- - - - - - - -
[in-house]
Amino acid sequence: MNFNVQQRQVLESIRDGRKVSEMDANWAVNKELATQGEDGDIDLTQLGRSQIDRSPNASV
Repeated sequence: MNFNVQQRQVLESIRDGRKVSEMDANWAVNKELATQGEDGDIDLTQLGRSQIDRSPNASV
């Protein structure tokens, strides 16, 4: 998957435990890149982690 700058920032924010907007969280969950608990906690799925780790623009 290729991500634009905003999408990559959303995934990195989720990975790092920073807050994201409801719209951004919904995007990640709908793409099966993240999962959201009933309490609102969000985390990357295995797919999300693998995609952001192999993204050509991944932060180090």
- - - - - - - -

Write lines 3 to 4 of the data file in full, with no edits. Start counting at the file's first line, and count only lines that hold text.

Repeated sequence: MNFNVQQRQVLESIRDGRKVSEMDANWAVNKELATQGEDGDIDLTQLGRSQIDRSPNASV
């Protein structure tokens, strides 16, 4: 998957435990890149982690 700058920032924010907007969280969950608990906690799925780790623009 290729991500634009905003999408990559959303995934990195989720990975790092920073807050994201409801719209951004919904995007990640709908793409099966993240999962959201009933309490609102969000985390990357295995797919999300693998995609952001192999993204050509991944932060180090």